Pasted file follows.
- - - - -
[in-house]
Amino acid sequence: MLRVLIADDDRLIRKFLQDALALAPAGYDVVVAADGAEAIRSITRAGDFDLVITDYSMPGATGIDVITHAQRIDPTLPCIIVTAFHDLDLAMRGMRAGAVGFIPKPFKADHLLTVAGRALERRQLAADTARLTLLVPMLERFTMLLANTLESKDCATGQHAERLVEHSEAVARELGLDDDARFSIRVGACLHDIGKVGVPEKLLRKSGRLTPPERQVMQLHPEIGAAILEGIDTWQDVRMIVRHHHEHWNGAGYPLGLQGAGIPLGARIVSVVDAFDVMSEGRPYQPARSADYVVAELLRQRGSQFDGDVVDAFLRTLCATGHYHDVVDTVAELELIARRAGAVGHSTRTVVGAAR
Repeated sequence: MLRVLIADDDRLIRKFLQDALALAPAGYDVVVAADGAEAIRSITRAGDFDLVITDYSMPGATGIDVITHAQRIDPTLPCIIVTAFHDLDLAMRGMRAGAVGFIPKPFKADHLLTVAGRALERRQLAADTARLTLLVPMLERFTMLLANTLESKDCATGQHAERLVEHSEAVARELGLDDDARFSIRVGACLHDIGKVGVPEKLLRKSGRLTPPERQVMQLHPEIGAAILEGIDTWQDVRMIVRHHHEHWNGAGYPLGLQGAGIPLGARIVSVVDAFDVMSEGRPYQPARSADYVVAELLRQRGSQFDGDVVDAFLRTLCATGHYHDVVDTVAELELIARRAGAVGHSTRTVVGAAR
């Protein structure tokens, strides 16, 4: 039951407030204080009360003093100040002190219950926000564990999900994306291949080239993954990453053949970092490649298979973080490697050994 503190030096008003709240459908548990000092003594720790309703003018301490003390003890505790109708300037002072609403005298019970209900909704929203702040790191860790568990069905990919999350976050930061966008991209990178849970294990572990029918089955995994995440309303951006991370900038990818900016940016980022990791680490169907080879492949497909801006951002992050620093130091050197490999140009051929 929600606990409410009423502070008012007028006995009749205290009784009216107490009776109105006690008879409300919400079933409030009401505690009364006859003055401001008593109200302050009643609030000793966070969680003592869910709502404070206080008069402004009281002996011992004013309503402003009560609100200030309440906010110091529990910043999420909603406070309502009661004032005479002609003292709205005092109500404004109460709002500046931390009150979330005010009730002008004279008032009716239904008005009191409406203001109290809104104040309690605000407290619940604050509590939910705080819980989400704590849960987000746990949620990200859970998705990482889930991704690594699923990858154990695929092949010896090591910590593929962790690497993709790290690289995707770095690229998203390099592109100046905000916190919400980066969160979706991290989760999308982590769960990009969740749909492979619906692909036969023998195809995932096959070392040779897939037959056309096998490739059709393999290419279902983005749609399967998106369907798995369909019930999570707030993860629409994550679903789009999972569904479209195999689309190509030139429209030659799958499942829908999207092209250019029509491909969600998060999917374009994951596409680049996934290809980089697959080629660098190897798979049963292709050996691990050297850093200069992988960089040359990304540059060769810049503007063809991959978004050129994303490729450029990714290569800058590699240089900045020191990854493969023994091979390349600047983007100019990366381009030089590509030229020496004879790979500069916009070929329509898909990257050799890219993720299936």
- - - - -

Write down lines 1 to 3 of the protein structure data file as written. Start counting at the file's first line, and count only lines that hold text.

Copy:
[in-house]
Amino acid sequence: MLRVLIADDDRLIRKFLQDALALAPAGYDVVVAADGAEAIRSITRAGDFDLVITDYSMPGATGIDVITHAQRIDPTLPCIIVTAFHDLDLAMRGMRAGAVGFIPKPFKADHLLTVAGRALERRQLAADTARLTLLVPMLERFTMLLANTLESKDCATGQHAERLVEHSEAVARELGLDDDARFSIRVGACLHDIGKVGVPEKLLRKSGRLTPPERQVMQLHPEIGAAILEGIDTWQDVRMIVRHHHEHWNGAGYPLGLQGAGIPLGARIVSVVDAFDVMSEGRPYQPARSADYVVAELLRQRGSQFDGDVVDAFLRTLCATGHYHDVVDTVAELELIARRAGAVGHSTRTVVGAAR
Repeated sequence: MLRVLIADDDRLIRKFLQDALALAPAGYDVVVAADGAEAIRSITRAGDFDLVITDYSMPGATGIDVITHAQRIDPTLPCIIVTAFHDLDLAMRGMRAGAVGFIPKPFKADHLLTVAGRALERRQLAADTARLTLLVPMLERFTMLLANTLESKDCATGQHAERLVEHSEAVARELGLDDDARFSIRVGACLHDIGKVGVPEKLLRKSGRLTPPERQVMQLHPEIGAAILEGIDTWQDVRMIVRHHHEHWNGAGYPLGLQGAGIPLGARIVSVVDAFDVMSEGRPYQPARSADYVVAELLRQRGSQFDGDVVDAFLRTLCATGHYHDVVDTVAELELIARRAGAVGHSTRTVVGAAR